Wed | Dec 8, 2021

Morgue attendants agitated as COVID deaths climb

Medical personnel complain of exhaustion, stress and delays with oxygen supplies

Published:Friday | August 27, 2021 | 12:07 AMAsha Wilks/Gleaner Writer
The University Hospital of the West Indies.
The University Hospital of the West Indies.
Patients on oxygen sitting in the driveway of the undercarriage at the Univerity Hospital of the West Indies waiting for assistance on Monday.
Patients on oxygen sitting in the driveway of the undercarriage at the Univerity Hospital of the West Indies waiting for assistance on Monday.

The rising number of COVID-19 cases and the corresponding increase in mortalities have reawakened the anxiety of mortuary attendants, who are concerned for their own safety, says the director of patient affairs at the University Hospital of the West Indies (UHWI).

Morgue employees are “becoming concerned again,” Janet Powell told The Gleaner on Monday, citing the existence of the Delta strain and a high death toll on the island. She explained that the number of deaths at this time is unusually high. “Normally, you’d get up to two or three a day, but now up to four or more,” she said, referencing the COVID fatality figure.

“The fear that we saw at the beginning of the pandemic seems as if it is taking over,” Powell said, which is also causing discomfort among healthcare workers. She said apprehension has now trickled down to the general staff population, though they are not in direct contact with isolation wards.

There were 22 new COVID deaths on Wednesday, pushing the death toll to just over 1, 450. The number of hospitalisations has also increased beyond the 700 mark.

At the UHWI, the number of COVID deaths recorded since the start of the year is 220, far surpassing last year’s tally of 81 deaths. Currently, the hospital is treating 67 individuals who have tested positive for COVID-19. The hospital has dedicated three wards to treat COVID patients, separate from its ICU units.

Oxygen demand

But the increase in COVID infections is not only impacting heathcare institutions and frontline workers, it is also affecting the supply of medical-grade oxygen. According to Peter Graham, managing director of oxygen supplier IGL Blue, there is a considerable increase in demand for medical oxygen at this time due to the high rate of hospitalisation and critically ill patients requiring intensive care.

The increased demand for medical oxygen is making it difficult for the industrial gas supplier to “meet an infinite demand over an undeterminable period,” said Graham.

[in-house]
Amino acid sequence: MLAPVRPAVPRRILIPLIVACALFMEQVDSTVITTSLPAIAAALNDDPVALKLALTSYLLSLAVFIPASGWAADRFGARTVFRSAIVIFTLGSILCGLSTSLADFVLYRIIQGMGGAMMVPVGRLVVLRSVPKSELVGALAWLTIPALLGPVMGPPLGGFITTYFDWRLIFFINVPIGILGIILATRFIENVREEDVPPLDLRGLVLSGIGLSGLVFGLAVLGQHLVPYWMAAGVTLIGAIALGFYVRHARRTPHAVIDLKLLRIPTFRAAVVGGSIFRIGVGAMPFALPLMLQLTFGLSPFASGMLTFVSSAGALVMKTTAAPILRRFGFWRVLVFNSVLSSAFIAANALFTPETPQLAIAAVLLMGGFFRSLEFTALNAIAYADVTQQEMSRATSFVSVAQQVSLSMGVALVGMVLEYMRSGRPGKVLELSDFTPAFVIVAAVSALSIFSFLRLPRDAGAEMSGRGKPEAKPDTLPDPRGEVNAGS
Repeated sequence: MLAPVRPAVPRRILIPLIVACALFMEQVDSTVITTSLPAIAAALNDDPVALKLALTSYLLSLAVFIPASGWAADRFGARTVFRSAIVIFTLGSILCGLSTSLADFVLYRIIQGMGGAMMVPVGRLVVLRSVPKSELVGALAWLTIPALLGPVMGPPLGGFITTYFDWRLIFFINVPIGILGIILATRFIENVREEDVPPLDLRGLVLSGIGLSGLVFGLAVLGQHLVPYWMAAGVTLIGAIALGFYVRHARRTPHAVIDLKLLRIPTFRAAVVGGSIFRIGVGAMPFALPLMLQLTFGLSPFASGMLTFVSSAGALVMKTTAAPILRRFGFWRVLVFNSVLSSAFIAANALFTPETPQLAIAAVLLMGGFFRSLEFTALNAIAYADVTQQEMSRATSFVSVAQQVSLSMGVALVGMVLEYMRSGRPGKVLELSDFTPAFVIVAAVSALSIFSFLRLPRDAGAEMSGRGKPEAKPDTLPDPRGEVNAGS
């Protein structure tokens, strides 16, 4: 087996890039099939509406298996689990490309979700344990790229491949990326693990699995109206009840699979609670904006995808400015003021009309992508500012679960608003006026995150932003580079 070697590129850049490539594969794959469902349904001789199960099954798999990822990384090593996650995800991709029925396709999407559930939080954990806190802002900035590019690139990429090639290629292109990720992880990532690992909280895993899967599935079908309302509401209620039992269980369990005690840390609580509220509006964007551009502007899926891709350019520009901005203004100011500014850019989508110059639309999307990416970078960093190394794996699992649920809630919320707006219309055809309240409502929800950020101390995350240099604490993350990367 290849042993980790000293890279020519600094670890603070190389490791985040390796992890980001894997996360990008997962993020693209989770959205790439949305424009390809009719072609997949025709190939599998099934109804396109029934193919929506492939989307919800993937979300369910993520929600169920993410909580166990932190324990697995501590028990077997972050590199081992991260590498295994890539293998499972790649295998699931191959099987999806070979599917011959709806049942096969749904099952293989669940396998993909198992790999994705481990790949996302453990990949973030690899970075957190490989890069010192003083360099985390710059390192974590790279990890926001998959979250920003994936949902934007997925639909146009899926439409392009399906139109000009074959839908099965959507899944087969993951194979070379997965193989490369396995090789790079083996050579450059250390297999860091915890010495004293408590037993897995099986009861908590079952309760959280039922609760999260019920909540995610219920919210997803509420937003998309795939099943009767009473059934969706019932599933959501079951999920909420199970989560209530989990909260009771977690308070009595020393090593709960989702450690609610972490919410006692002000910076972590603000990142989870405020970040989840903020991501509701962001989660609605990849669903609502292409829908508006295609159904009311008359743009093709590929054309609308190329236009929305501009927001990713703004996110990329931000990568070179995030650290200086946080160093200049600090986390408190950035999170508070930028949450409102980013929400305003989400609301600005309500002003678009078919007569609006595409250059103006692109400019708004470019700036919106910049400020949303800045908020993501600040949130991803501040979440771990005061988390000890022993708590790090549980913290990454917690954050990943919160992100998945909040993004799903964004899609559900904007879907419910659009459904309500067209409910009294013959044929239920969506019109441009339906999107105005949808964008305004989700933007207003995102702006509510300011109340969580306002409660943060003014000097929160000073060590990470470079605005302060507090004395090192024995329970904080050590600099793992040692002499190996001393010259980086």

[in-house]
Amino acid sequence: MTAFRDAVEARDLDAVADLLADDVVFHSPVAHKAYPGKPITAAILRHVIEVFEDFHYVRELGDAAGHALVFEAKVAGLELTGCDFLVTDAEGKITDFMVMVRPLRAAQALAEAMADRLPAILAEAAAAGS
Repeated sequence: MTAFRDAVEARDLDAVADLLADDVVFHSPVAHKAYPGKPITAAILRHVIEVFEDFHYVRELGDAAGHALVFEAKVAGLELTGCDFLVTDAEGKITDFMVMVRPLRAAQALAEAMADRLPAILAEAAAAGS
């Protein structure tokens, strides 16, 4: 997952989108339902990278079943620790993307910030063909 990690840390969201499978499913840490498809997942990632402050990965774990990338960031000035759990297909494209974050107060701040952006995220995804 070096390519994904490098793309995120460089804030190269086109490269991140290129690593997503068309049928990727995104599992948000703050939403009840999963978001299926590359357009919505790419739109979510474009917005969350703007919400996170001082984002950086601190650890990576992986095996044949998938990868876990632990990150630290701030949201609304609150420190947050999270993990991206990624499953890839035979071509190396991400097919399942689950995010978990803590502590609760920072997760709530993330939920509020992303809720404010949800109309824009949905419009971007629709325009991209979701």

“The demand for medical oxygen to date is significantly more than in previous waves. IGL is doing all in its power to meet demand,” he told The Gleaner on Tuesday.

Graham did not definitively say whether or not hospitals should anticipate a shortage in medical oxygen anytime soon. However, he highlighted that currently, there are delays with the importation of oxygen, as many countries globally have suspended exports so as to cater to their own local demands. As a result, he said, the company is unable to rely on imports to supplement supplies. It is now forced to rely on local production.

In 2018, IGL invested $10 million to upgrade its factory, located along the Ferry main road in St Catherine, where it produces medical-grade oxygen.

Medical doctors have also been dealing with stress and fatigue. “It’s not a good time right now,” Professor Michael Boyne, a member of the UHWI’s Outpatient Department, told The Gleaner yesterday.

He explained that medical personnel are suffering from higher levels of anxiety and depression, when compared with earlier periods of the pandemic.

With the increased workload, more medical doctors have requested a leave of absence, and some have sought counselling. With up to 11 doctors working during the days and five at nights on COVID wards, Boyne said the medical staff are also physically exhausted.

“It’s very hectic ... with each wave the patients are sicker, and these have been the sickest yet,” he added.

Further, the wearing of personal protective equipment is making it especially exhaustive for medical personnel due to the extra heat they produced. “We may lose some of these workers, [as] it’s been such a traumatic event for them” he added.